I’m not a fan of Stephen King. Gasp, shock, horror! No, but I really enjoyed The Dark Tower, a film based on the first of King’s The Dark Tower book series.
In this dystopian story a young boy called Jake (Tom Taylor) discovers that his visions are real connections to another world. He manages to enter this other world and meet both its hero, the Gunslinger, Roland Deschain (Idris Elba), and the antagonist, the Man in Black, Walter O’Dim (Matthew McConaughey). The ‘tower’ is what keeps Earth from capitulating to the dark forces and its demise is therefore the baddies’ focus. To bring down the tower Walter and his cronies capture children from Earth, take them to the other side, put them in space rockets, and send them crashing into the tower. Jake’s unusual abilities, called ‘the shine’, become Walter’s focus, and so the battle between good and evil hots up.
Sound realistic? Well, er, no of course not. But it’s this imaginative storytelling, this excitement surrounding a world that just might exist…. that makes The Dark Tower really fun to watch. Improvements could be made – several of the scene changes need work and perhaps the editing too. And I saw glimpses of other stories mixed in: Harry Potter, for instance, and The Hunger Games. But then, which story is totally unique? According to Carl Jung’s theory of the Concept of the Collective Unconscious, archetypal story themes are passed down by writers and reappear in different settings.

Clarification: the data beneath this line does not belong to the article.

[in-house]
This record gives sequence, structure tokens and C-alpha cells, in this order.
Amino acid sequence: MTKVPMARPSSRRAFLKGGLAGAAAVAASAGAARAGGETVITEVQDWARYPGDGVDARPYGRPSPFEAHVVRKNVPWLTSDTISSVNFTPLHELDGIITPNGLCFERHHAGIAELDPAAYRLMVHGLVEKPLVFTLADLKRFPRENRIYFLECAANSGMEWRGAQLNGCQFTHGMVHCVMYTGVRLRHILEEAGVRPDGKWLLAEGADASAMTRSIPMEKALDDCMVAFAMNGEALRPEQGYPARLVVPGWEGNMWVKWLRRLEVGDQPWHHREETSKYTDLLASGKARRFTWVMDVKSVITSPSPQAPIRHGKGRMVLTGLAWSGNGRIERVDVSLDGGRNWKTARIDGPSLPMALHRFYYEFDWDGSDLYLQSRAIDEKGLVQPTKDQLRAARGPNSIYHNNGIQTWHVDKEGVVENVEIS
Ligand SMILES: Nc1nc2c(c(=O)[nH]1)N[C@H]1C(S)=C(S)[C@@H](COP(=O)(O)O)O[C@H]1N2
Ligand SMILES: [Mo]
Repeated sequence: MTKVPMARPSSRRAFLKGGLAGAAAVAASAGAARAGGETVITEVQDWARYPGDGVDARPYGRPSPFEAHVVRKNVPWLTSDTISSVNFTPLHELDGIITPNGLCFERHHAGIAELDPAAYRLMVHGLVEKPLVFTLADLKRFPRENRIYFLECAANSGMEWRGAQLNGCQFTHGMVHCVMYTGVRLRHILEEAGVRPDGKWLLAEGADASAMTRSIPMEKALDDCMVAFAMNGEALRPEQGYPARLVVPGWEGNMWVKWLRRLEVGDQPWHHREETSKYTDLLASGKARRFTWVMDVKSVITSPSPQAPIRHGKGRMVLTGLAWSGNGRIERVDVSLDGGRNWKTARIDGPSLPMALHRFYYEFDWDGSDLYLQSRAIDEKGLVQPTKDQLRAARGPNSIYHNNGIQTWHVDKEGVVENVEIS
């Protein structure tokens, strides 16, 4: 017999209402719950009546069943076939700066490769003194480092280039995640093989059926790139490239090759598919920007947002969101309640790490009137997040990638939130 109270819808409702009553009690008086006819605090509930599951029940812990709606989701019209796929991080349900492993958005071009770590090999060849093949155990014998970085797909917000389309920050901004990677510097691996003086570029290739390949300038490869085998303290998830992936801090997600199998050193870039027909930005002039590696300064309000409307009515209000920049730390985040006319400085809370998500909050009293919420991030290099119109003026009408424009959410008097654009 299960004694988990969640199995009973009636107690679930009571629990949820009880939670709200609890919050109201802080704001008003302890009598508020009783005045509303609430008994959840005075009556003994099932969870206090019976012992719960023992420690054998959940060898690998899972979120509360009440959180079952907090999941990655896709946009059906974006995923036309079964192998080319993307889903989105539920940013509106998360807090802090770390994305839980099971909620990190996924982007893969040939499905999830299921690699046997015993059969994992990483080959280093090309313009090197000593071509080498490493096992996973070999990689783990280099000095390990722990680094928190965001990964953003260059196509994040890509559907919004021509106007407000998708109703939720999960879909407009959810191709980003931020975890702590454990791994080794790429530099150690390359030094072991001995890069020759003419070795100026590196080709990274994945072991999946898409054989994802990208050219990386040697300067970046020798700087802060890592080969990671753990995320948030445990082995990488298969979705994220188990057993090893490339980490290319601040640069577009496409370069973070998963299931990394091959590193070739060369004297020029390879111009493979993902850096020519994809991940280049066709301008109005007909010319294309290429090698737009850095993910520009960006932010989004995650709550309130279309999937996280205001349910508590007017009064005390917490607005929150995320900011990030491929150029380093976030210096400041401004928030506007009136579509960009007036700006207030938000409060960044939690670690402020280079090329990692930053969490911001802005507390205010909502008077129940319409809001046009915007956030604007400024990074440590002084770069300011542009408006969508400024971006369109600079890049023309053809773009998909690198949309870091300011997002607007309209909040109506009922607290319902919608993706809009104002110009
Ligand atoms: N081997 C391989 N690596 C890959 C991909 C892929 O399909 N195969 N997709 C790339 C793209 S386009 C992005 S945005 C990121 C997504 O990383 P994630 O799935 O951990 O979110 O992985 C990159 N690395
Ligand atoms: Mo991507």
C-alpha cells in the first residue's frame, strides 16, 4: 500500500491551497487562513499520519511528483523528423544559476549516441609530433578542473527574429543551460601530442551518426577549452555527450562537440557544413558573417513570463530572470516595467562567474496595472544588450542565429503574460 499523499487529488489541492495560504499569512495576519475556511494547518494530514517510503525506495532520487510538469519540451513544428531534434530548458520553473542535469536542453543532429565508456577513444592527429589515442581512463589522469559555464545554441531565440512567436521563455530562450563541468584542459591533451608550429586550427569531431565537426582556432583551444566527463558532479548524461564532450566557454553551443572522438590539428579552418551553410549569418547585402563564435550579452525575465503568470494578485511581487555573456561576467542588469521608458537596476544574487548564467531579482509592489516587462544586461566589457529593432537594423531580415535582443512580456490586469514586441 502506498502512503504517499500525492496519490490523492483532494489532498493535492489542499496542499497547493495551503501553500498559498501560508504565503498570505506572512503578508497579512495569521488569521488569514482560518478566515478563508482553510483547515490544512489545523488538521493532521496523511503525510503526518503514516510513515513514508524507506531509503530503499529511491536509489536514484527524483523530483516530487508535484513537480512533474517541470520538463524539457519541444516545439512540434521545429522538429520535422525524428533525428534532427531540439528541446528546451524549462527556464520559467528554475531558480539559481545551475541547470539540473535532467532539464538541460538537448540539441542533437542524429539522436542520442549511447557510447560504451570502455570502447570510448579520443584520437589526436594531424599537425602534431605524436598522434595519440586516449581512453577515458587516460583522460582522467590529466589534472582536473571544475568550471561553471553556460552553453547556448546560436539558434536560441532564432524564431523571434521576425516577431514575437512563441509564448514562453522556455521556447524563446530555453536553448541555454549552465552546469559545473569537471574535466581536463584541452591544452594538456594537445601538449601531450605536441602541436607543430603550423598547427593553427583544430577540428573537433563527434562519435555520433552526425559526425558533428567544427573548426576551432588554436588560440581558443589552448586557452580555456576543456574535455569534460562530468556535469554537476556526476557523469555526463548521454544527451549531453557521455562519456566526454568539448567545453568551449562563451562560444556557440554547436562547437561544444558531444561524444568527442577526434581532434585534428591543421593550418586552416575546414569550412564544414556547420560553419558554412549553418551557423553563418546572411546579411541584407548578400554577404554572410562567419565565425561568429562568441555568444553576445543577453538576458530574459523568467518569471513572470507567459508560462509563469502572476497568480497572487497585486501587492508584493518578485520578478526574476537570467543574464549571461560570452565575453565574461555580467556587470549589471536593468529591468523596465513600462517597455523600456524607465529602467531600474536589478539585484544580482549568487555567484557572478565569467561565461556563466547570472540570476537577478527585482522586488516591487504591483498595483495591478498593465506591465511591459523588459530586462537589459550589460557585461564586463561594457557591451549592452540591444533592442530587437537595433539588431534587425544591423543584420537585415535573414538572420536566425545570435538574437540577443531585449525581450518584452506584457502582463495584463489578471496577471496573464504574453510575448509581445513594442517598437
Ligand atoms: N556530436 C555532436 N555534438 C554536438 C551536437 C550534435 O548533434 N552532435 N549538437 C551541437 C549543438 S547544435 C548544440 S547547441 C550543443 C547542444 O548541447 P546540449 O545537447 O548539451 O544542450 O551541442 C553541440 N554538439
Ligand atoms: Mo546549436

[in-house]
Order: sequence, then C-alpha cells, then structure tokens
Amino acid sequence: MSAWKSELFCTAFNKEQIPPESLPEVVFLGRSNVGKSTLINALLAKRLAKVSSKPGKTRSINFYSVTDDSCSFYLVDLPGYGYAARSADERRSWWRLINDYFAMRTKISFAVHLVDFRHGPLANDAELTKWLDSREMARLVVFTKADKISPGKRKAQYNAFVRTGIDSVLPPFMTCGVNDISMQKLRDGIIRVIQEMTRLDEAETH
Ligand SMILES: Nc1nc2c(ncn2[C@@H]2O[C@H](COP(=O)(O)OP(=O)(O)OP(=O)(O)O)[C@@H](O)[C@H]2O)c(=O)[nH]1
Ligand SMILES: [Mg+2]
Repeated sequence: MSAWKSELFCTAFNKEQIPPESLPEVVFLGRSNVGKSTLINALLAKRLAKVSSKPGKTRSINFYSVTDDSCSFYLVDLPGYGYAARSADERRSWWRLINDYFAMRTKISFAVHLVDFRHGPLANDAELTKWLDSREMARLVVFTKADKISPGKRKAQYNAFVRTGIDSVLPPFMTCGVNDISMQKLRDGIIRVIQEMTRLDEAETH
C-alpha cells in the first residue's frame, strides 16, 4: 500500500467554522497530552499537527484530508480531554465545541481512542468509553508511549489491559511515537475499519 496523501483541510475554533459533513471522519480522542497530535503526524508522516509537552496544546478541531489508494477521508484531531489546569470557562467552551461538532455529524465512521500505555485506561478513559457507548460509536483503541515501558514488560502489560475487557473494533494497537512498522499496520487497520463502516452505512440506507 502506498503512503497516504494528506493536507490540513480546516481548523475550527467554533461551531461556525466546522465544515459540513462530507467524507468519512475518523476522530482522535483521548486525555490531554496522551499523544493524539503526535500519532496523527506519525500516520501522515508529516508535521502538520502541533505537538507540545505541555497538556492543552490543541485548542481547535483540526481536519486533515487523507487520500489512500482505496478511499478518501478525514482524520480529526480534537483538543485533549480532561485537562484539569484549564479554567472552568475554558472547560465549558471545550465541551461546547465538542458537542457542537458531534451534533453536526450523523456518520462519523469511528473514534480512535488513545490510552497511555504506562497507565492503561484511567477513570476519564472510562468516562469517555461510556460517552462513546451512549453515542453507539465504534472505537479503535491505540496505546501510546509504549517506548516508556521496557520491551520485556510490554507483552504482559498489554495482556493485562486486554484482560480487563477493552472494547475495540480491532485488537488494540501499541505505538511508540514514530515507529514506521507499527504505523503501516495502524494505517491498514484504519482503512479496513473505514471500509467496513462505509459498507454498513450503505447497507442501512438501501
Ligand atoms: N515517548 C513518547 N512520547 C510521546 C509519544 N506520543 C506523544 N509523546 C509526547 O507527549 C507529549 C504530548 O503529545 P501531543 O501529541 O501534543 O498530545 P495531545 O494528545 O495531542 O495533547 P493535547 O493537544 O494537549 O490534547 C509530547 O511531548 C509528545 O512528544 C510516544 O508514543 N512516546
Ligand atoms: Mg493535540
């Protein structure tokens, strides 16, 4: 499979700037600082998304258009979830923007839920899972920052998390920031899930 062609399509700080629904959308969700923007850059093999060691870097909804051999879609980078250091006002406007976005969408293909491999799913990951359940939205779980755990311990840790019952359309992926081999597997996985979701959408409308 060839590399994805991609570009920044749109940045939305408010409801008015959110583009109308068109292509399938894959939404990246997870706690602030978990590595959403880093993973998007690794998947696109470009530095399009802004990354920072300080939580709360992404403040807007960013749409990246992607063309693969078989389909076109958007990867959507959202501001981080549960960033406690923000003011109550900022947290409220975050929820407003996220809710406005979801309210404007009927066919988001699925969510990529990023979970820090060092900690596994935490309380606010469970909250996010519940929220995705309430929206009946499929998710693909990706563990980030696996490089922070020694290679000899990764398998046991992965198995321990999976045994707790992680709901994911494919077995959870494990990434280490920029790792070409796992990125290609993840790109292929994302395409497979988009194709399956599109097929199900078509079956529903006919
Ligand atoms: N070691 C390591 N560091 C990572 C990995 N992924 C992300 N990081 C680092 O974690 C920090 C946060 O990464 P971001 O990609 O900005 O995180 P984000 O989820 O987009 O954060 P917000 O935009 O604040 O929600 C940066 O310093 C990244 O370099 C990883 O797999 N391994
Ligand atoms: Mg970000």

Of interest to South Africans will be the fact that several South African actors appear in the film, and the filming locations were USA and Cape Town, South Africa.
The Dark Tower opened at cinemas in South Africa on Friday 8 September 2017. Enjoy!
There was a ‘German Focus’ at this year’s Durban International Film Festival. Ten German films were screened as part of this focus. Lien Heidenreich-Seleme of the Goethe-Institut explained that the institute’s goal was to ‘undo stereotypes through visual storytelling’. There remained a general impression, said Heidenreich-Seleme, that German cinema was highly political and serious. The new filmmakers wanted to break that stereotype.
Well, I think they did a good job. I saw three of the ten and can recommend all of them. Humour, sensitivity, quirkiness, captivating cinematography and unique storytelling featured in various degrees in the films I watched.
Goodbye Berlin is the story of two fourteen-year-old boys (Tshick and Maik) who form an unlikely friendship one summer. Both social outsiders, the boys have absent/no parents and look for belonging and to be special to someone. They take matters into their own hands when they fail to be invited to a popular girl’s party, steal a car and set off across Germany in search of some mythical place. Along the way they forge a friendship that will ostensibly last a lifetime, discuss deep life issues, and develop a confidence that (Maik certainly) didn’t have before.
Another film that centred on friendship was The Most Beautiful Day. In this story two men in their thirties dying from incurable diseases meet at a hospice. Throwing caution out of the window the two go on a stealing spree, trade in the goods for cash and then set off on an African adventure. Apart from death the story touches on other sensitive issues like love, courage, commitment and treasuring what is important. But it never gets sentimental. A little silly in places The Most Beautiful Day is nevertheless very funny and – of interest to South African viewers – features a strong South African element.